Friday, December 01, 2006

Accelerating "meltdown" in Darfur (Jan Egeland, via Mick Hartley)

An alarming and depressing roundup of the latest developments in Darfur, and some outside responses, from Mick Hartley.

As far back as December 2003 Jan Egeland, the UN Undersecretary-General for Humanitarian Affairs, declared the humanitarian situation in Darfur to be "one of the worst in the world." Since then, he has continued to sound the alarm as the scale of the catastrophe has gotten worse and worse. He now warns of a possible collapse of humanitarian assistance programs in Darfur and neighboring areas, due to a "meltdown in security," unless urgent action is taken.
"I was there in 2004 when there was 1 million people in need," Jan Egeland, the U.N. emergency relief coordinator, told reporters. "2005, 2 million ... in the spring, 3 million. And now there are 4 million in desperate need of humanitarian assistance."
Unfortunately, prospects for urgent action are nowhere in sight. In the so-called international community, attention to this atrocity has been devastatingly uneven and inadequate (and there is an appalling amount of support for the genocidal Khartoum regime), but there has been some genuine mobilization of outrage. This is an achievement that should not be dismissed, but so far it is a feeble first step--at most. Hartley has some critical, or at least cautionary, reactions to a piece by Anne Applebaum that concludes:
The creation of an international coalition to end genocide is a stunning achievement, but its goals are still not deep or broad enough.
This is actually right, on both counts. But Hartley's response is also right.
And no matter how many campaigns are launched - and here's another one, by the way: We Blog for Darfur - nothing's getting better where it counts, in Darfur.
So it is important to keep trying.

--Jeff Weintraub
====================
Mick Hartley (Politics and Culture)
November 23, 2006

UN envoy Jan Egeland talks of a meltdown in Darfur:
Citing a "dramatic deterioration" of the situation in Darfur, the top U.N. humanitarian official said a crisis is approaching for the region in Sudan that could cost millions of lives.

"I was there in 2004 when there was 1 million people in need," Jan Egeland, the U.N. emergency relief coordinator, told reporters. "2005, 2 million ... in the spring, 3 million. And now there are 4 million in desperate need of humanitarian assistance."

Egeland briefed the U.N. Security Council Wednesday on Darfur.

In a report from Reuters, Egeland also accused Sudan of deliberately hindering relief aid in Darfur, attacking villages and arming brutal militia to combat rebels and bandits.

Egeland told the Security Council that international relief operations were threatened by government obstruction and members needed to talk to Sudanese officials immediately as well as put pressure on those sending arms to rebels.

Meanwhile African leaders have had a nice meeting in Libya, but have decided, um, nothing:

Several African leaders have ended a meeting in Libya without announcing a breakthrough in efforts to halt the violence in Sudan's Darfur region.

A Libyan official said the leaders rejected pressure on Sudan to accept international peacekeepers.

Which makes Anne Applebaum's article about the success of the Darfur campaign seem premature at best:

[I]t is not simple to explain why this particular grass-roots action has been so successful. After all, Darfur is not the only place in the world where there has been mass murder, even ethnic mass murder, on a large, historically familiar scale. The North Korean regime has for years run concentration camps directly modeled on the concentration camps of Stalin's Soviet Union. But, though there is excellent documentation of Pyongyang's camps—the U.S. Committee on Human Rights in North Korea even has satellite photographs on its Web site—and though some religious and university groups have made an effort, the level of interest, and therefore perhaps of U.N. involvement, is much lower.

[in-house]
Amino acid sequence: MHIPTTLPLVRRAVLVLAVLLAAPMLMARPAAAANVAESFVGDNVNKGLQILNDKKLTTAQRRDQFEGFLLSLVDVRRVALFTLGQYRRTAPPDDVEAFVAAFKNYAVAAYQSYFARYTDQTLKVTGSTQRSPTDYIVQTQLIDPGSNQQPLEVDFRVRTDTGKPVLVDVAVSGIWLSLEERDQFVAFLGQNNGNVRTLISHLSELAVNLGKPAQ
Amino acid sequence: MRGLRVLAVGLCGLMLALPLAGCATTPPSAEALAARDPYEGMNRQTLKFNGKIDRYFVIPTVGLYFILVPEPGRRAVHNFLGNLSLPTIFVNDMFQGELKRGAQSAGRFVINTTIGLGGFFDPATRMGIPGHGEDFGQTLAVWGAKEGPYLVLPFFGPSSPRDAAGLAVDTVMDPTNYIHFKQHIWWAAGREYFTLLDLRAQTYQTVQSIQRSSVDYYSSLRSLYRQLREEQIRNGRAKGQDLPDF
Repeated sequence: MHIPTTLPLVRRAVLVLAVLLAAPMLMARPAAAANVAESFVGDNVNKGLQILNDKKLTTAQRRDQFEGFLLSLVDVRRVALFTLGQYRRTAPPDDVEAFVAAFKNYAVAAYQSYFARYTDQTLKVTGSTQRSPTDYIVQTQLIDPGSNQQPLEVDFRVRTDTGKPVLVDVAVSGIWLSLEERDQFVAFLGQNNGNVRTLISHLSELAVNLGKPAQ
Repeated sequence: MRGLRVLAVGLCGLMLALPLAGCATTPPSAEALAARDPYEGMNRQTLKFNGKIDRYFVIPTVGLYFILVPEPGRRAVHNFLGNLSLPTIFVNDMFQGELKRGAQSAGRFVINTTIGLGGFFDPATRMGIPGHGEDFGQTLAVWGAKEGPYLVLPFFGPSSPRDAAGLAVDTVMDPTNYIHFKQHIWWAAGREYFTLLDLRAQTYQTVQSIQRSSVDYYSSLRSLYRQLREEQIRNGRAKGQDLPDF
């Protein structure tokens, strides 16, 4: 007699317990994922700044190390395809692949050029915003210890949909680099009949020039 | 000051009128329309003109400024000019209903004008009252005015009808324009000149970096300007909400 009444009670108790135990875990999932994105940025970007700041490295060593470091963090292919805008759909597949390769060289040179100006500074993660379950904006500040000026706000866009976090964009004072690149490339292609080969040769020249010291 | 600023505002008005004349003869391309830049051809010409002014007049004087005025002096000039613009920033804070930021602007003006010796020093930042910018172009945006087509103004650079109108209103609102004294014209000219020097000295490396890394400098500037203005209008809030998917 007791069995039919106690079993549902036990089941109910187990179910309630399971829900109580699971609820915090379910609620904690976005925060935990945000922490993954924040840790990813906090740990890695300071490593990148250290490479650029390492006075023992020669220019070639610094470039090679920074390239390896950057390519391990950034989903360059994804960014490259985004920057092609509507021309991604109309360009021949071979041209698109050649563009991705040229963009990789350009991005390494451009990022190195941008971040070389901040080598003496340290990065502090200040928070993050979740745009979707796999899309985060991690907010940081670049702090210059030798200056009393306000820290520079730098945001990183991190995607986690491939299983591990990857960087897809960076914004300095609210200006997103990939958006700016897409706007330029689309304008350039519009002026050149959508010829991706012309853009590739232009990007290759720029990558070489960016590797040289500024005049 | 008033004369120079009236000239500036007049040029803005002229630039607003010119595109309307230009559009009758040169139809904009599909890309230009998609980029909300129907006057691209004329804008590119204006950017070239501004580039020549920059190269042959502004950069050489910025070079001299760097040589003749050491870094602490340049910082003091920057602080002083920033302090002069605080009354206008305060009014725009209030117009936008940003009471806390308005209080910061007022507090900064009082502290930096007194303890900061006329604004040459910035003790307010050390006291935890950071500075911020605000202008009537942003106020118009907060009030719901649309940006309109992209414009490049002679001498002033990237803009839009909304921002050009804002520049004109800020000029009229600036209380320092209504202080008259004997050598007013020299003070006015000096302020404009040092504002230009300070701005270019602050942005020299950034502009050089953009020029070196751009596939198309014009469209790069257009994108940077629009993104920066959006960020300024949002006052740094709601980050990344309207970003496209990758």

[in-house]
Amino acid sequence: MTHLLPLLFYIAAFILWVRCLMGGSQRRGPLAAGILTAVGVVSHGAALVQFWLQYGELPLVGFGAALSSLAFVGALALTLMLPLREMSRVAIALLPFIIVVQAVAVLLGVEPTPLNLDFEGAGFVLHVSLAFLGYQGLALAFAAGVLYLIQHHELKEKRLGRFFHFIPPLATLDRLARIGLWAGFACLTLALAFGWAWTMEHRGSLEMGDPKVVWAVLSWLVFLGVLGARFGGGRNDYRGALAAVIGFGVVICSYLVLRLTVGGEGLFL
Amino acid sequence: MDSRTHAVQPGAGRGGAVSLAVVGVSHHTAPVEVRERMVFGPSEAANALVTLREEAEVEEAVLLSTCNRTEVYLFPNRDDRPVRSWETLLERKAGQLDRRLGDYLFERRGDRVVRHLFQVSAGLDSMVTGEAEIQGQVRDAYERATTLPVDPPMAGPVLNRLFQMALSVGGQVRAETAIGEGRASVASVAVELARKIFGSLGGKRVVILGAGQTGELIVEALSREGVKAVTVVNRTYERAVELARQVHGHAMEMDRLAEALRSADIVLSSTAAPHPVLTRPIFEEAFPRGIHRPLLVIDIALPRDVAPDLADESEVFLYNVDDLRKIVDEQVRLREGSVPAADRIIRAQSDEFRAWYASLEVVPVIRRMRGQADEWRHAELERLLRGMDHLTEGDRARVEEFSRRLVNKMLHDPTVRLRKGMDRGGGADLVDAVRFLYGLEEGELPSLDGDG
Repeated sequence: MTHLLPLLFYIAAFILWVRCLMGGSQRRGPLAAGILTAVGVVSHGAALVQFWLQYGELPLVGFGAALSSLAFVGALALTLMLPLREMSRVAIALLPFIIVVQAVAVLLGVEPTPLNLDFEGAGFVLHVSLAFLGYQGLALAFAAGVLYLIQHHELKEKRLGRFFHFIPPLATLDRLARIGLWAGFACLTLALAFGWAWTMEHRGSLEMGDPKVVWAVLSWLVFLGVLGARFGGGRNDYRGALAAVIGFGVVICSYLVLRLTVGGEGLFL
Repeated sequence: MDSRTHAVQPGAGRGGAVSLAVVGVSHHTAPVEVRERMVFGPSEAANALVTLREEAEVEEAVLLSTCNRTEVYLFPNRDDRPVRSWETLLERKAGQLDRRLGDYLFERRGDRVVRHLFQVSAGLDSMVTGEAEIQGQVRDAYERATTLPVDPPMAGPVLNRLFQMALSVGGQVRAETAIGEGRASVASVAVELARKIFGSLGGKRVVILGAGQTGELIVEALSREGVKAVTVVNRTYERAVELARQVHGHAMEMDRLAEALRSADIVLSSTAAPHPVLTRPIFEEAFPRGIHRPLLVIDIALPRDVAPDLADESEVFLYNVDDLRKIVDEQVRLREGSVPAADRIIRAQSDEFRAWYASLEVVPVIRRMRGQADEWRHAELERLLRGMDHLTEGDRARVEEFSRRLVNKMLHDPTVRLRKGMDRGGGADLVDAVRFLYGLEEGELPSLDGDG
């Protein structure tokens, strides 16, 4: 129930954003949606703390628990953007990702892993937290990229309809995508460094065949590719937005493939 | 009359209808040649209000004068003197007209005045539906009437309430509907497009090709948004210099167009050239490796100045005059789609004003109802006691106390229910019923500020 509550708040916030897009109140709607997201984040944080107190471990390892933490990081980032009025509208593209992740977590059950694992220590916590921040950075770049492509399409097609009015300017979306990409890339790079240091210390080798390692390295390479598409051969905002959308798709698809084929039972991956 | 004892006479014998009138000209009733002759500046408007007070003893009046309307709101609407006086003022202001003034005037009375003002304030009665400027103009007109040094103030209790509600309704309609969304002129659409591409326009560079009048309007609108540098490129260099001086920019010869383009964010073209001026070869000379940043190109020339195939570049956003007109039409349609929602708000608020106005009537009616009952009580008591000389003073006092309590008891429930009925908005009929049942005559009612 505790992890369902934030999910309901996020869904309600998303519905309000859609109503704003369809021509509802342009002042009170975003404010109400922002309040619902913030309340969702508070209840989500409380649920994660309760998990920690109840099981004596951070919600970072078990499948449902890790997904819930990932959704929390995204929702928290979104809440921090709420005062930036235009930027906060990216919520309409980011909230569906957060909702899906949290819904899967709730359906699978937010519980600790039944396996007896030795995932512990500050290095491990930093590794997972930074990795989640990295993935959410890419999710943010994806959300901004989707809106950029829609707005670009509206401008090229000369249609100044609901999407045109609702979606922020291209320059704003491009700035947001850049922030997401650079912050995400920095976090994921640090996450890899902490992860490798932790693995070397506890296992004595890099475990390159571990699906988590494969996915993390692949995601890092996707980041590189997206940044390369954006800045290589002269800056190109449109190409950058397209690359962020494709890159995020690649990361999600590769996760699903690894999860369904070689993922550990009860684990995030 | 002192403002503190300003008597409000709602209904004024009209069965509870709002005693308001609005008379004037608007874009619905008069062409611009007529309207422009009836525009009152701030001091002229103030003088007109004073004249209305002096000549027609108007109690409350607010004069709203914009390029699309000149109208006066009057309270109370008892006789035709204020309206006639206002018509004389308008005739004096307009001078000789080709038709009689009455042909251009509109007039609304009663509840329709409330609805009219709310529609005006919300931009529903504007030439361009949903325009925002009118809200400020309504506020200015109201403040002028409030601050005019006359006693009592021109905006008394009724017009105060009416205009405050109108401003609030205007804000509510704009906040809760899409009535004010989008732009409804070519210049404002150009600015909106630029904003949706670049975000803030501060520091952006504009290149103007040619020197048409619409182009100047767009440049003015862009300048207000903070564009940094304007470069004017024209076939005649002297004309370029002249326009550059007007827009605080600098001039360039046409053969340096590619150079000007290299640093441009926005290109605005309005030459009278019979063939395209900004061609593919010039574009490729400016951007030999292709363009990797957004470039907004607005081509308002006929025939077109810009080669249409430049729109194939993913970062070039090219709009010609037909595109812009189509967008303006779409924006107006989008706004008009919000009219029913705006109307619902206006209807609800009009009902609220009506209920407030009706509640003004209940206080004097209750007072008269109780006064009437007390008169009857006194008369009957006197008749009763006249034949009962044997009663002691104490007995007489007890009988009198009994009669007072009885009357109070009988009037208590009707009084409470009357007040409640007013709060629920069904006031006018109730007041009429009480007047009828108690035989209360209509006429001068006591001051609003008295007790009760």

The same is true of arbitrary arrests in Iran...,some of which have targeted particular ethnic groups for intimidation or elimination. For that matter, Saddam Hussein's use of chemical weapons to murder tens of thousands of Kurds never caught the popular imagination, not before the war and not afterward.

I can offer no scientific explanation for why the tragedy of Darfur conjures up the specter of history's judgment and why other tragedies do not. But the answer must lie in the fact that this conflict has so few strategic or geopolitical implications. Because it seems to be in no one's "interest" do so so, a call for a U.N. intervention in Darfur surely feels—at least to Americans and Europeans who haven't followed China's involvement in Sudan's oil industry—like an act of real charity and not more evidence of the West pursuing its interests.

I don't see why an explanation for people's concern is needed, to be honest. Whether this ranks as genocide or not, there are still millions of lives at stake, and the continuation of what Jan Egeland has called "acts of inexplicable terror". And there clearly are strategic and geopolitical ramifications: the Arab world is silent at the actions of a Muslim regime, and is ready to start screaming about "new crusades" at any international intervention. The Africans, as we've seen, are for various reasons largely impotent.

And no matter how many campaigns are launched - and here's another one, by the way: We Blog for Darfur - nothing's getting better where it counts, in Darfur.

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